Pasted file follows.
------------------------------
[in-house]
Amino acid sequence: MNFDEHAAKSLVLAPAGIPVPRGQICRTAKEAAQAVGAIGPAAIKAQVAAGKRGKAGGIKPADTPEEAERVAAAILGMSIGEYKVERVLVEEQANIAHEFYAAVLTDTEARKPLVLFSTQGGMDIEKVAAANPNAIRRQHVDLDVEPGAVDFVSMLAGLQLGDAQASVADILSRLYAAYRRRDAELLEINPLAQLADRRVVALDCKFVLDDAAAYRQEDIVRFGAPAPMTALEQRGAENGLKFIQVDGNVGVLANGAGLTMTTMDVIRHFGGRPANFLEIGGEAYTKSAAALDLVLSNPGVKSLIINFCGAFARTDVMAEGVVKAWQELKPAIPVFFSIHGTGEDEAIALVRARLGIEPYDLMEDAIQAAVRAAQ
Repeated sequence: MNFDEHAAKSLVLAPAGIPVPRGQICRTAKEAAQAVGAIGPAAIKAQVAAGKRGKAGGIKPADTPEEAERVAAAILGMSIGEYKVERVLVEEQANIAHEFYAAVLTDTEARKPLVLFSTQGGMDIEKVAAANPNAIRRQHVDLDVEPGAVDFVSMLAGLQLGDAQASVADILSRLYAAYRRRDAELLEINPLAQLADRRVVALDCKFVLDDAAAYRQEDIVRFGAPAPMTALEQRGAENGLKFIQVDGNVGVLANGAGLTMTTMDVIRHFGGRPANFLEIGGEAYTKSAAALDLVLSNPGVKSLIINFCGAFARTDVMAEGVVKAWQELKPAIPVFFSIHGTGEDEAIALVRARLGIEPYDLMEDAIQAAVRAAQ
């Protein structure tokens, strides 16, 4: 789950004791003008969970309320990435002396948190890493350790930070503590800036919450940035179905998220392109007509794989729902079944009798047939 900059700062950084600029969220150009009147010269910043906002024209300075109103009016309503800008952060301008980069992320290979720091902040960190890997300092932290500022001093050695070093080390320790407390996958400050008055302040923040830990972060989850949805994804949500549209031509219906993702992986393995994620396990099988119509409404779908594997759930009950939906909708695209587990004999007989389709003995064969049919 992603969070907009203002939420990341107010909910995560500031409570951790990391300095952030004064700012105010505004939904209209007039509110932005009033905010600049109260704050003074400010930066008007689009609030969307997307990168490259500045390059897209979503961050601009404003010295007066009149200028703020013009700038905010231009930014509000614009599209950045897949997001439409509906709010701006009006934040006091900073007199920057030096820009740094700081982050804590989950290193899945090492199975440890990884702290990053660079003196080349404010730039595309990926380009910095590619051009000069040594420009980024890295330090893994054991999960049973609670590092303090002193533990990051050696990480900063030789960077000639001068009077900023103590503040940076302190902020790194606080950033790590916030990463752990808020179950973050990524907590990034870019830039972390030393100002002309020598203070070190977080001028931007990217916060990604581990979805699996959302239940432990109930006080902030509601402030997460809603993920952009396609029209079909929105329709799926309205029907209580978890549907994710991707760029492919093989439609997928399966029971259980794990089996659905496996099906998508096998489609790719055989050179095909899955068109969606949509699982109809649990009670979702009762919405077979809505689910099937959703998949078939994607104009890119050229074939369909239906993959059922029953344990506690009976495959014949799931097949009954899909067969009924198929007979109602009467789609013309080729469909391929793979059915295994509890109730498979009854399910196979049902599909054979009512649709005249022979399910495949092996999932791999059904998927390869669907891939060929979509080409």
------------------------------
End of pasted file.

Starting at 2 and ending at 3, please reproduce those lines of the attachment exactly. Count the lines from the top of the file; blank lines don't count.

Amino acid sequence: MNFDEHAAKSLVLAPAGIPVPRGQICRTAKEAAQAVGAIGPAAIKAQVAAGKRGKAGGIKPADTPEEAERVAAAILGMSIGEYKVERVLVEEQANIAHEFYAAVLTDTEARKPLVLFSTQGGMDIEKVAAANPNAIRRQHVDLDVEPGAVDFVSMLAGLQLGDAQASVADILSRLYAAYRRRDAELLEINPLAQLADRRVVALDCKFVLDDAAAYRQEDIVRFGAPAPMTALEQRGAENGLKFIQVDGNVGVLANGAGLTMTTMDVIRHFGGRPANFLEIGGEAYTKSAAALDLVLSNPGVKSLIINFCGAFARTDVMAEGVVKAWQELKPAIPVFFSIHGTGEDEAIALVRARLGIEPYDLMEDAIQAAVRAAQ
Repeated sequence: MNFDEHAAKSLVLAPAGIPVPRGQICRTAKEAAQAVGAIGPAAIKAQVAAGKRGKAGGIKPADTPEEAERVAAAILGMSIGEYKVERVLVEEQANIAHEFYAAVLTDTEARKPLVLFSTQGGMDIEKVAAANPNAIRRQHVDLDVEPGAVDFVSMLAGLQLGDAQASVADILSRLYAAYRRRDAELLEINPLAQLADRRVVALDCKFVLDDAAAYRQEDIVRFGAPAPMTALEQRGAENGLKFIQVDGNVGVLANGAGLTMTTMDVIRHFGGRPANFLEIGGEAYTKSAAALDLVLSNPGVKSLIINFCGAFARTDVMAEGVVKAWQELKPAIPVFFSIHGTGEDEAIALVRARLGIEPYDLMEDAIQAAVRAAQ